Last week, I was invited to speak at the NHS Pathways National Partnership Forum, a gathering of 111 providers, clinical commissioning group representatives, technicians and policy-makers who are focused on improving the telephone assessment service. I took the opportunity to offer some insight into the 'view from the trenches' in support of encouraging an evolution of the system toward a more positive and effective working relationship between 111 providers and ambulance services.
This is the transcript of my presentation (along with some of the slides).
Good morning, my name is Mathew and I work as paramedic clinical advisor at Herts Urgent Care - 111 providers for Hertfordshire, Cambridgeshire and Peterborough.
The reason I've been invited to speak today is because earlier this year I made some impact in the mainstream media in an attempt to address some widely perceived misconceptions about the 111 service. It is my hope that I might also be able to provide you with some insight into the complex relationship between Pathways-trained clinicians and our frontline brethren.
So I'd like to take this opportunity to share with you some of my thoughts and experiences relating to that, from my perspective as a 111 operative, a former frontline ambulance clinician and in particular as an active user of social media.
You see, I'm in a fairly unique position as a result of a few unexpected twists and turns in my paramedic career. If you'll indulge me, I'd like to give you a little background.
After more than a decade as an emergency ambulance clinician, I retired from frontline service in 2012 due to a spinal problem which - at the time - left me with some mobility problems and quite significant pain. As I recovered slowly at home, the time gave me the opportunity to start a blog, the Broken Paramedic, which enabled me to address and discuss concerns and issues that affected the ambulance sector.
Well, I say I 'took the opportunity', in truth, it was my Mother who convinced me to redirect my blogging experience to challenge growing fears about ambulance cover in her locality of North Norfolk, which had already been suffering from a poor level of service and was facing a further reduction in ambulance cover. Ultimately, common sense prevailed and the level of ambulance cover was actually increased.
I was surprised by the impact of my first few blogposts and I soon found myself being invited to write an 'expert opinion' column in the Daily Mail's campaign against A&E closures.
Since then, the Broken Paramedic online presence has grown organically into something of a loose community comprising allied healthcare professionals and interested members of public, which continues to cast a critical eye on many aspects of the ambulance sector - and associated primary care interests, often quite ferociously. Contributors certainly don't always agree.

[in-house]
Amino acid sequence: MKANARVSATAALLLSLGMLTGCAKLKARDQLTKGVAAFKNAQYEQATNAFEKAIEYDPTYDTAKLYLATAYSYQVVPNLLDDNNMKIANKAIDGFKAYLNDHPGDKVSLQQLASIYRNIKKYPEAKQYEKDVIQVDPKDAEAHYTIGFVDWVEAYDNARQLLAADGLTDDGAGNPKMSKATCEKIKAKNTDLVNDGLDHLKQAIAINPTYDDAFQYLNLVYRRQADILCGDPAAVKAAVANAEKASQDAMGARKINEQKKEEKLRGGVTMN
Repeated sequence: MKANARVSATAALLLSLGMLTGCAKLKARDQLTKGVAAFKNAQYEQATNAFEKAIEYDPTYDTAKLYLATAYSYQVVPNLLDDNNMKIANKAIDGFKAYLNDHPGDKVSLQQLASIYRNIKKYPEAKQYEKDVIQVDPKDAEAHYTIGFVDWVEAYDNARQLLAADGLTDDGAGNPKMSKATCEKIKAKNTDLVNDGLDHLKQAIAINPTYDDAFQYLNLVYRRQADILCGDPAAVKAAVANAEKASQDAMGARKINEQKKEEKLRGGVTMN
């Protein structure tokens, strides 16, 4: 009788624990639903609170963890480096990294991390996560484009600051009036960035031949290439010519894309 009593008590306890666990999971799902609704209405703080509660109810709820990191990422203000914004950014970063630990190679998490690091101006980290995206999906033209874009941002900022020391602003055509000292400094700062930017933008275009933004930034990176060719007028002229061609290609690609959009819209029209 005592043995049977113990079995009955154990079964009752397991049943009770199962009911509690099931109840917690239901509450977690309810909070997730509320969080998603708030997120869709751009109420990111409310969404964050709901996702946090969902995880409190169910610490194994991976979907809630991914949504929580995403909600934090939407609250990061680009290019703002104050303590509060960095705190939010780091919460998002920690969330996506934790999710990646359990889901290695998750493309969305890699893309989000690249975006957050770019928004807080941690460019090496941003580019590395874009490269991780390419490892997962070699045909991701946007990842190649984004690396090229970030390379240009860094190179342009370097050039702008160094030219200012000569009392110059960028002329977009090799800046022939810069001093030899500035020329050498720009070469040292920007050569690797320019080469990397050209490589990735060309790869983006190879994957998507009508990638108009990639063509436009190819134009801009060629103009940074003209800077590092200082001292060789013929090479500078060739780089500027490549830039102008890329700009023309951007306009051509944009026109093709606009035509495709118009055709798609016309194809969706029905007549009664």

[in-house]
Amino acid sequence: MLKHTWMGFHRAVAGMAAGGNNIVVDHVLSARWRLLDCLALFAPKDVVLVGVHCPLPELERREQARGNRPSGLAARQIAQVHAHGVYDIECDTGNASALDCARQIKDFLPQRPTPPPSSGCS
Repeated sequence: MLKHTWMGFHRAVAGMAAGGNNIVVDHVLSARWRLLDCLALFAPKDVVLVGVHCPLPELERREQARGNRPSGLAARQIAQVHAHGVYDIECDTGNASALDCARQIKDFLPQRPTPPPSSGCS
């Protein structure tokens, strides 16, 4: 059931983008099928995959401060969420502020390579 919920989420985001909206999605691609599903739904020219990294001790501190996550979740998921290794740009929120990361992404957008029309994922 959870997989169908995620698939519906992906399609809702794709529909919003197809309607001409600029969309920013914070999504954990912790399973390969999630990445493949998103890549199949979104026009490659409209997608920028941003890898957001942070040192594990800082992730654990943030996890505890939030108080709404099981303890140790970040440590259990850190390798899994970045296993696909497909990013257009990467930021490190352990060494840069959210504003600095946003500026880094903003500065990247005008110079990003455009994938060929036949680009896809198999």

I've been able to challenge some of the more dogmatic aspects of ambulance culture, and to give a voice to those who might previously have been silent. For me, one question keeps popping up: who cares for the carers?
It has also given me the opportunity to work with various other media outlets and documentary teams, including a number of radio appearances and even a brief visit to the red sofa of the BBC Breakfast studio.
It was in August last year that, for various reasons, I applied for the role of 111 clinical advisor in my home county of Hertfordshire.
I think it's safe for me to say now that - as well as being curious - I was, like many of my frontline colleagues, a little suspicious. My time out on the road at East of England Ambulance Service had left me with a disdain for anything that I perceived to be causing unnecessary pressure on increasingly beleaguered ambulance staff. In my time, this was an accusation often leveled at NHS Direct, our own dispatch, the ambulance management, the Trust board, the government, the public. Sometimes it was justified. Sometimes it wasn't. But in any case, it was no surprise to me that contemporary staff were pointing the finger at 111.
The experience of working in emergency pre-hospital care shapes you. In many ways this is a good thing, helping to develop clinical knowledge and the soft skills that working in such a varied and challenging environment requires. But in other ways it causes damage. For most normal humans, it's just not possible to sustain a consistent levels of empathy, clarity and tolerance for 13, 14, 15 hours of consecutive emergency calls.
So I approached my new role with some trepidation, acutely aware of the fact that I was signing up to be the primary scapegoat for my former colleagues and my readership.
As I grappled with the concepts of telephone triage and using the Pathways tool to support my clinical assessment I started to see the similarities between and the differences from my former frontline role.
The differences were obvious; I now do a lot more sitting down (which is great for a dodgy back), and I encounter far fewer traumatic sights and strange smells (notwithstanding the occasional peculiar lunch choice from the next cubicle). I've not once had to find a change of clothing halfway through a shift. The hours are a lot more predictable too.
But there are similarities. The emotional reward of spending some time helping somebody who is struggling to cope in some way is something I had missed during my retirement. But now as a clinical advisor I get this dopamine hit far more frequently than when I was on the road - my rate of positive interactions can now be upwards of 5 an hour rather than a few times a shift.
The oddest similarity, and perhaps given the focus of this forum, most relevantly, is that Pathways is essentially my new crewmate.
Ask any ambulance roadstaff and they'll tell you that your crewmate is of critical importance to your working life. How you work together to get the job done defines what the patient, your crewmate and your own self takes away from the experience. There are ideal crewmates and there are those that are... less than ideal. I've had both. I've been both.